Last time I talked about the records of appointment of postmasters. This time, I want to talk about a different type of post office record – one that doesn’t provide a lot of family history information, but can provide a great deal of information about the community.
Reports of Site Locations provide, as the series name implies, reports on the locations of post offices. The content will vary, depending on the location and the year of the report, but most reports will provide some basic information on the post office and the surrounding area. You will find such things as the exact location of the post office, the nearest railroads, the nearest rivers, and the nearest post offices.
For example, here is a 1937 site location report for Pittsburg, KS.
At the top of the page, we see some basic information about the location – the post office is located in Pittsburg, KS, which is in the northern part of Baker Township, in Crawford County. The nearest adjoining county is Barton Co., MO, and the Pittsburg post office is roughly 4 ½ to 5 miles from the county line. The report also provides the names of neighboring post offices, and the distances to them. We learn that while there is a post office 4 miles to the north in Frontenac, KS, you would have to travel 11 miles to the west before you found another post office (Cherokee, KS).
The report also indicates that the nearest railroad was the Kansas City Southern, and it passed within a block of the post office itself. An earlier (1909) site location report indicates that the nearest railroad was the Joplin and Pittsburg Railroad, and the post office was located across the street from the tracks. The Joplin and Pittsburg (Railway) was a trolley system that ran in southeast Kansas and southwest Missouri. The nearest stream to the Pittsburg post office was called Cow Creek, and the nearest “prominent river” was the Spring River (located in Missouri).
The map that accompanies the 1909 site location report shows the location of the Pittsburg post office, as well as neighboring post offices.
Because Pittsburg is a relatively small town, and there is only one post office, the map is not very detailed. It does, however, show all the railroads which ran through town, as well as the position of Cow Creek and Spring River.
By contrast, 1 1915 map for the Roxborough Station post office in Philadelphia, PA is quite detailed.
We can see the position of the post office relative to the surrounding neighborhood – all drawn at a scale of 300 feet to the inch. Most maps are not drawn at this level of detail.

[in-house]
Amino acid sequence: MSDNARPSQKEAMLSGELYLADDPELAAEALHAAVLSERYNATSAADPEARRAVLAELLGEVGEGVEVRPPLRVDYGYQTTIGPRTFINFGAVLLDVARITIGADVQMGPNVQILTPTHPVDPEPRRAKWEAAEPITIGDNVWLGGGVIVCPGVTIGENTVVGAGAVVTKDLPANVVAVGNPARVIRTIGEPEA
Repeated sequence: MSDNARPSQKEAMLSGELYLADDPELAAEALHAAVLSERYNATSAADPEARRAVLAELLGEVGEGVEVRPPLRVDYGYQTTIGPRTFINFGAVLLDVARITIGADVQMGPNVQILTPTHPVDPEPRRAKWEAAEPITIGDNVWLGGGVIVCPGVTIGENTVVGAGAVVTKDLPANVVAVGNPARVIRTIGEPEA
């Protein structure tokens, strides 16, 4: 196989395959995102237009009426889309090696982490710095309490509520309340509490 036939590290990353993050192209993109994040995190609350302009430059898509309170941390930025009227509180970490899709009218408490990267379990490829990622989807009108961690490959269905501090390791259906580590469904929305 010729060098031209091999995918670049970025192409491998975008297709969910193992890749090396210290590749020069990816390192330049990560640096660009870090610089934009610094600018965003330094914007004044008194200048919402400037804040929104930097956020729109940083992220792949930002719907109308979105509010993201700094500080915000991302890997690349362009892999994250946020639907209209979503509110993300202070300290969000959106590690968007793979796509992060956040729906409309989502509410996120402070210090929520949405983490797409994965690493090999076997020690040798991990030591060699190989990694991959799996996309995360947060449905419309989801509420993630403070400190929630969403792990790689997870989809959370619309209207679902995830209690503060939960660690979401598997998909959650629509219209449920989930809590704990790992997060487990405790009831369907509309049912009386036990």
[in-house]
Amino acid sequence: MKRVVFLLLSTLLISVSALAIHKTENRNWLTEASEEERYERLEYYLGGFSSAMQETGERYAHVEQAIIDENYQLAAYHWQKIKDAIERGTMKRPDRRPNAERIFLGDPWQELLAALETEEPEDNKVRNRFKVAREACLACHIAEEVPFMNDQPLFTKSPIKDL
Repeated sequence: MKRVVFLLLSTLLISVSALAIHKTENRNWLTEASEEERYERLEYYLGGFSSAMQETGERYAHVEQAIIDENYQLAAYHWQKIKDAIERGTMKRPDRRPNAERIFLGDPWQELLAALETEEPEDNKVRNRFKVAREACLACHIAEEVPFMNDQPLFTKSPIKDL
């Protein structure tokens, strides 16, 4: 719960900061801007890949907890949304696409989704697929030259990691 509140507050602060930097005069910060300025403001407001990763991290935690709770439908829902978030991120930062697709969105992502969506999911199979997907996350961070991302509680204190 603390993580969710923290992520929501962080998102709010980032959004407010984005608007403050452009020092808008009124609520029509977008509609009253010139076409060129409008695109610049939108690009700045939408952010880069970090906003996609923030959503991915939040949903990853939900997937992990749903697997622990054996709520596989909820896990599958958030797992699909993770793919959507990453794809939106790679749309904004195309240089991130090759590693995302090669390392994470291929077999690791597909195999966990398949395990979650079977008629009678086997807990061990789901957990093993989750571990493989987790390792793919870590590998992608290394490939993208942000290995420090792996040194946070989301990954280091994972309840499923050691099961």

Along with the site location reports and their accompanying maps, you can also find applications for new post offices.
This application from 1887 provides details on the proposed location for a new post office in Montgomery County, PA. The new post office was to be called “Overbrook,” and the proposed location was at Overbrook Station on the Pennsylvania Railroad, about 5 ½ miles southeast of Philadelphia.
These records are part of Record Group 28, Records of the Post Office Department, 1773–1971, and are available on National Archives Microfilm Publication M1126, Post Office Department Reports of Site Locations, 1837-1950. They are arranged by state and then by county. The microfilm is available in the National Archives Building in Washington, DC, as well as many of our regional facilities. It has not been digitized, and is not available online. For more information about Post Office records, see our website.
2 thoughts on “Family Tree Friday: Post Office Records, Continued”
Thanks so much for featuring Post Office records, Katherine! My dad has worked for the post office for 36 years and comes from a long line of mailmen. In my spare time, I’ve been doing some research into the establishment of their post office, this post is extraordinarily helpful!
I’m glad you found these posts interesting and helpful! There are a lot more post office records – I’ve only touched on what’s available. I have always found these records to be both really interesting and also under utilized.